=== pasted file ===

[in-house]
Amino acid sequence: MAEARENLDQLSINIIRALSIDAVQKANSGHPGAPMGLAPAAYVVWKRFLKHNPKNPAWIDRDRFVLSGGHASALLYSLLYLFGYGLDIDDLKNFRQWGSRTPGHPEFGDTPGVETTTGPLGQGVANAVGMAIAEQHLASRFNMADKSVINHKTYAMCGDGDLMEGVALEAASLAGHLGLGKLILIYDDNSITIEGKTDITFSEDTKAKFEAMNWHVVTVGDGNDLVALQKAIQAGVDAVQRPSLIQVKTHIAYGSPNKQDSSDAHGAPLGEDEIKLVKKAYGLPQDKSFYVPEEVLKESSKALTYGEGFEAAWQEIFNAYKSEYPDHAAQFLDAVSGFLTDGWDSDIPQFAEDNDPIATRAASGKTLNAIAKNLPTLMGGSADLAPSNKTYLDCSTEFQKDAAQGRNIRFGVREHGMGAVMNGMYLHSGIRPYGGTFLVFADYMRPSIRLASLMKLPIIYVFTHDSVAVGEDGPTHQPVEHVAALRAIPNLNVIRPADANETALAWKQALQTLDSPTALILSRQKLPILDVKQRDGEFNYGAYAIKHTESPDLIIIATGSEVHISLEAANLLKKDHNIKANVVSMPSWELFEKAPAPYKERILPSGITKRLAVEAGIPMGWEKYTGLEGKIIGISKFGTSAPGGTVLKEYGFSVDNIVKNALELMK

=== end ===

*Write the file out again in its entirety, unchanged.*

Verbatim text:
[in-house]
Amino acid sequence: MAEARENLDQLSINIIRALSIDAVQKANSGHPGAPMGLAPAAYVVWKRFLKHNPKNPAWIDRDRFVLSGGHASALLYSLLYLFGYGLDIDDLKNFRQWGSRTPGHPEFGDTPGVETTTGPLGQGVANAVGMAIAEQHLASRFNMADKSVINHKTYAMCGDGDLMEGVALEAASLAGHLGLGKLILIYDDNSITIEGKTDITFSEDTKAKFEAMNWHVVTVGDGNDLVALQKAIQAGVDAVQRPSLIQVKTHIAYGSPNKQDSSDAHGAPLGEDEIKLVKKAYGLPQDKSFYVPEEVLKESSKALTYGEGFEAAWQEIFNAYKSEYPDHAAQFLDAVSGFLTDGWDSDIPQFAEDNDPIATRAASGKTLNAIAKNLPTLMGGSADLAPSNKTYLDCSTEFQKDAAQGRNIRFGVREHGMGAVMNGMYLHSGIRPYGGTFLVFADYMRPSIRLASLMKLPIIYVFTHDSVAVGEDGPTHQPVEHVAALRAIPNLNVIRPADANETALAWKQALQTLDSPTALILSRQKLPILDVKQRDGEFNYGAYAIKHTESPDLIIIATGSEVHISLEAANLLKKDHNIKANVVSMPSWELFEKAPAPYKERILPSGITKRLAVEAGIPMGWEKYTGLEGKIIGISKFGTSAPGGTVLKEYGFSVDNIVKNALELMK